Somewhere south of Moab Photo by Dallas Hyland
I am a blue collar progressive. It’s kind of exactly how it sounds. Both descriptives represent a paradigm or worldview rather than being literal. By blue collar I mean that I come from humble beginnings and still live in the economic lower to middle class. My parents didn’t make a lot of money. Both were government workers, my dad a city planner and my mom an assistant to the attorney general. It sounds pretty good right?
While my parents were technically white collar professionals, their income more closely resembled that of blue collar workers and so did our home life. We didn’t take fancy vacations, have a swimming pool or nice clothes, or get vehicles when we turned 16. We always knew we weren’t rich and we always knew the people who were.
Education was paramount in our home. Having open minds and thinking forward as well as questioning traditional lines of thought or those in authority was encouraged. A liberal education was a thing of great value. Being able to intelligently discuss ideas and argue logical, well-founded points of view was the currency we bought and traded with. Culture was something to be cherished, preserved, and enjoyed. Civilization was the idea that people working together could create a society that was great for everyone, and everyone mattered. Nature was something to enjoy, respect, and to run to for solitude and prayer. Wilderness was where God lived.
This upbringing inadvertently taught me how to find riches in simple pleasures and it taught me how to become secure in who I was rather than in what I owned. My status resonated from within rather than from without. I lived countless lives and discovered cities and places around the world through books. It is where I learned to love the outdoors whether it was lying in the cool grass in my backyard or fishing from a canoe at Strawberry Reservoir and grilling and eating the fish we caught afterward. My entertainment was humble and inexpensive. It included taking drives through the mountains, hiking, and star gazing.
Now that I am an adult and I have a career and children and make that same lower to middle class income I find that I struggle with the same things I did as a kid: not having enough money to do the things I want to do, not having all the things I’d like to have, and not having the ability to give more to my children than I had growing up. I have limits.
I struggle with finding joy and satisfaction in the life I am living. I teeter between the joyful surprises life offers and longing for a life I don’t have. It is a mentality to be happy with what you have and with where you are in life. It requires having control over your thoughts in what is literally a constant mental exercise. Learning to be happy with what you have requires finding or seeing other types of wealth. I call those things simple pleasures. Mostly for me it boils down to three things: time, people, and nature. We have unfettered access to all three; it’s what we choose to do with them that makes the difference.
We have all heard that time is love or time is money. What this implies is that time is valuable and how we spend it determines the outcome of the budget of time allotted in our life, it determines our state of mind, our successes and regrets, and our overall well-being. Our choices can produce wealth, the lack of wealth, comfort, excitement, an enjoyable job or a miserable career. We can use our time to enjoy life or we can squander it. Time is a choice. Who we choose to spend our time with is another form of currency.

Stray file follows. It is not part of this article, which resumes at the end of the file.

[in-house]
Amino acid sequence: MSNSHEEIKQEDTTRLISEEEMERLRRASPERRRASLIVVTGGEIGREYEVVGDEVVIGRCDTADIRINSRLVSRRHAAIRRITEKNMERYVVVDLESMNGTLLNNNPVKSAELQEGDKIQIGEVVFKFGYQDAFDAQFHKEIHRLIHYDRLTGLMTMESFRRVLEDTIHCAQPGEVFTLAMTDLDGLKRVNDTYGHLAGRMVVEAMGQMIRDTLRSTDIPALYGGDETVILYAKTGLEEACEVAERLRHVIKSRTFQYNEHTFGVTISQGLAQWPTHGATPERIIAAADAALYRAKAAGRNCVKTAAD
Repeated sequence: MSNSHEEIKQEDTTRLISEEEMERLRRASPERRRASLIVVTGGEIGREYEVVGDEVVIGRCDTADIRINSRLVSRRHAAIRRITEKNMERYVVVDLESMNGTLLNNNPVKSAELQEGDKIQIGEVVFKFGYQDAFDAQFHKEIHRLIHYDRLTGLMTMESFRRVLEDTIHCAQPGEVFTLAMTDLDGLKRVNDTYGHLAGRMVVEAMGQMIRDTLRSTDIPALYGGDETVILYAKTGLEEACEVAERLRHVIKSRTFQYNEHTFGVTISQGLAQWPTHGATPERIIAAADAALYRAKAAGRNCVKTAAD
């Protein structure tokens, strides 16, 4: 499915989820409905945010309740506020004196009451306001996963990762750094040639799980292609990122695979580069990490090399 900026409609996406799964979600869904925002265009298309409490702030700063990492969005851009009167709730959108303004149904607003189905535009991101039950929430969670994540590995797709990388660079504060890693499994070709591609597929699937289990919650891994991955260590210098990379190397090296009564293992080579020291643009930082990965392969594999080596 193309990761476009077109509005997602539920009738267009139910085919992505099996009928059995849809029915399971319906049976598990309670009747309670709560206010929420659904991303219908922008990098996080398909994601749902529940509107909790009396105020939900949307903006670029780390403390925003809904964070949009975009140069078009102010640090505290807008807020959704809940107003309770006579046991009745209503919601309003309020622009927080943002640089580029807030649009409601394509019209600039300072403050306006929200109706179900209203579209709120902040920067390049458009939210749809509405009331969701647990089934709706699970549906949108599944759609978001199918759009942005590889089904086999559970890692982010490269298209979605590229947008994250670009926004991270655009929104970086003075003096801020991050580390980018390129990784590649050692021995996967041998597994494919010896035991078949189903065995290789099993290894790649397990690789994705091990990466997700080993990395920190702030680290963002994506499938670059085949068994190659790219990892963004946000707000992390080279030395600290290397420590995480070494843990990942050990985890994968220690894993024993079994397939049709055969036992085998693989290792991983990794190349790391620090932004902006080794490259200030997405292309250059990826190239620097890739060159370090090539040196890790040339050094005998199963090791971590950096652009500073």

People can be a blessing or a disease in your life. For me, finding people who are fun, intelligent, and humble to go through life with adds immense value to my life. People are an ingredient so easy to forget and yet so dire when they’re missing. Good people add the substance, support, and spice to life that makes it worth living. They can be the difference between getting through hard times or succumbing to them. The older I get the more aware I become that the idea of rugged individualism, doing things on your own, is a myth and a stupid and detrimental one at that. Life is hard, it’s harder alone. Having community and support can be the difference between a good life and hard and miserable one.
The last thing is nature. It is all around us all the time. It can be comforting and terrifying. It requires nothing of us. Sometimes it infringes on us without our consent, it blesses us always, and it provides nourishment to the soul. You do not have to go to nature to find it or experience it. While I would argue that you get more from it if you get into it and really experience it, I would never say that basking on a lawn chair in your backyard on a sunny afternoon is less than backpacking in Glacier National Park. One’s preference for how to experience nature is as varied as people are. It’s the value you get out of it that matters.
That being said, I would argue that getting out into open space far from city life is priceless. I harp on the value of public lands a lot and it is because having public lands around you is a treasure not to be taken for granted. There is of course real value in public land and open spaces, just look at trends in real estate around public lands, open spaces, or the ocean to see what I mean – or the politics surrounding what can happen on public lands or whether they should be public at all. But really, the value of public lands is something you can’t quantify.